[PS-3.59] Relative entropy effects in Dutch and German word reading: A discrimination learning account

van den Hoven, E. & Bradley, L.

University of Freiburg, Germany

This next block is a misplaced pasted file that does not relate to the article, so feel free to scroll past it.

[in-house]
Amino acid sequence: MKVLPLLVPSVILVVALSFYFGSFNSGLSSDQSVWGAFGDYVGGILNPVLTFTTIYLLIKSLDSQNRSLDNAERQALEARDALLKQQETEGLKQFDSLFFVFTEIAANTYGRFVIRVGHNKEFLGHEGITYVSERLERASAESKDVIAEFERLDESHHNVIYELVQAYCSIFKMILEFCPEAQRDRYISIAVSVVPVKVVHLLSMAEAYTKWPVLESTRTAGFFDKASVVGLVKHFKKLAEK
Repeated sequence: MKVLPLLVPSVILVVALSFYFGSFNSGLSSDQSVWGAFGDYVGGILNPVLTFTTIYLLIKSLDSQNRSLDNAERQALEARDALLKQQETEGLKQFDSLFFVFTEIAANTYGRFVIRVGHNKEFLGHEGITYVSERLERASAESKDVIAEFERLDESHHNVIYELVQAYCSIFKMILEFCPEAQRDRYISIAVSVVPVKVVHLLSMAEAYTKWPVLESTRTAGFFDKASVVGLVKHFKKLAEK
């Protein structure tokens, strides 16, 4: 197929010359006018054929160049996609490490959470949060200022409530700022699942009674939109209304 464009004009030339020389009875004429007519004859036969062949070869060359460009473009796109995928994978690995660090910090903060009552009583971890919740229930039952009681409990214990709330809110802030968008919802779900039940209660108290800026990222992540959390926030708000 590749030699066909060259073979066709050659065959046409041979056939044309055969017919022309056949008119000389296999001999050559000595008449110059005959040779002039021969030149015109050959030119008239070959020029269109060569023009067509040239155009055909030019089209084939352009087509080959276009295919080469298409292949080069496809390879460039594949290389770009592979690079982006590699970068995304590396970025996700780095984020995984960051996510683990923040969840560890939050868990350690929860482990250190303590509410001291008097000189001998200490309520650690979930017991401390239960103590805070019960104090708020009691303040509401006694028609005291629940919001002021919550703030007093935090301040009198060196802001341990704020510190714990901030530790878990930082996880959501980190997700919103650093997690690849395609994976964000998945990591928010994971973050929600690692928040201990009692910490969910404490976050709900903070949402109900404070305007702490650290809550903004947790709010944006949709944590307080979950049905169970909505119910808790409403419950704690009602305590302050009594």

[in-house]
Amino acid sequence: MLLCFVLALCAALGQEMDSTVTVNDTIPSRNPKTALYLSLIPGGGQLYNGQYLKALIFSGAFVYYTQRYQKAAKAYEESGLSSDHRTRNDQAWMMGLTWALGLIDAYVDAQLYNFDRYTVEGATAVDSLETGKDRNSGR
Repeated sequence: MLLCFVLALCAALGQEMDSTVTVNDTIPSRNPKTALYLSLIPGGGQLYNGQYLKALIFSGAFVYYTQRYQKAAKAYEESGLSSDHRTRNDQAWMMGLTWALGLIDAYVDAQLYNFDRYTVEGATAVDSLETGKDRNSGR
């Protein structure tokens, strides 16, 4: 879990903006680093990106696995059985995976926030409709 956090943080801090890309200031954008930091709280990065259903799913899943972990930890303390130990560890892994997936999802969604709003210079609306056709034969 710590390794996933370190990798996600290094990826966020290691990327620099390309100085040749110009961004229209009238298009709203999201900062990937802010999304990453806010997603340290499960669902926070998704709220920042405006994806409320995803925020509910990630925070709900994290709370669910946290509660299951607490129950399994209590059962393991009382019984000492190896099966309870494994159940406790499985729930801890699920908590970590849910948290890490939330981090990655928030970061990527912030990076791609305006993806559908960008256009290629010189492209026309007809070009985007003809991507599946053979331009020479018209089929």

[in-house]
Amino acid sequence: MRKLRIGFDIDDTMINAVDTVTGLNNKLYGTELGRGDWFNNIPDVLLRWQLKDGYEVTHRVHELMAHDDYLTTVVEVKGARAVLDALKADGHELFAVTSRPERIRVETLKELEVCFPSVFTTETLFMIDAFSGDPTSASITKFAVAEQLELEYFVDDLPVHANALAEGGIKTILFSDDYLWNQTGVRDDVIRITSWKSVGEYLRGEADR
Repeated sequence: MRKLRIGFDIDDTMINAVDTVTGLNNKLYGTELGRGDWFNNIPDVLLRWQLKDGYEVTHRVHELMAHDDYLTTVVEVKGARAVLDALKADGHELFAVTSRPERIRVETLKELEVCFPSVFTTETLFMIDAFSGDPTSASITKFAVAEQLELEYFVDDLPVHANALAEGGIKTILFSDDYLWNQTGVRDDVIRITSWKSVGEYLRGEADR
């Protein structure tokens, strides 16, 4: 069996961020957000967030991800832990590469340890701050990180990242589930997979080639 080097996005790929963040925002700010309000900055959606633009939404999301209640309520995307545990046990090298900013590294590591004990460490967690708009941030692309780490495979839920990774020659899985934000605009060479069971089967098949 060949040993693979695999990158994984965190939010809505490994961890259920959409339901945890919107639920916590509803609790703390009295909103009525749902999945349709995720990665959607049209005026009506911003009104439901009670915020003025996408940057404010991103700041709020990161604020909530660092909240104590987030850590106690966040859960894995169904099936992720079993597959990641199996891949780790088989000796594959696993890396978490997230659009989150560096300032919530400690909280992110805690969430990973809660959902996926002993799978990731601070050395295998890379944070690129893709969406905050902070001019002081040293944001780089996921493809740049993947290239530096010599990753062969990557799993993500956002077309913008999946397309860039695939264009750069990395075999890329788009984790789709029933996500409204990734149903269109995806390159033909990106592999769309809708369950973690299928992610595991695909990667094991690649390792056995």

We describe a series of morphological analyses on lexical decision and eye-tracking data from Dutch and German. We first looked for Dutch analogues of the relative entropy effect demonstrated by Milin et al (2009), whereby words associated with idiosyncratic contexts are on average recognized less easily when not presented in those contexts (e.g. 'oath' rather than 'under oath'), independently of other frequency effects. For verbs, we computed both inflectional and relative entropy over inflectional paradigms. For nouns, we conceived paradigms as sets of prepositional phrases, and again computed the inflectional/relative entropy over 'prepositional paradigms'. The relative entropy effect is observed in single-word lexical decision data for Dutch, but not for words in narrative context. A discrimination learning model trained on the SoNaR-books subcorpus returned the same effect of relative entropy only at earlier training stages. This suggests that early benefits of highly discriminative contexts in predicting lexemic outcomes ('lexomes') are reduced as the idealized learner's corpus sample size increases. In other words, as the average number of outcomes supported by any one set of cues increases, there is a decreased likelihood that a certain paradigmatic context ('under', '-ed') cues a given noun or verb more than the content lexeme itself.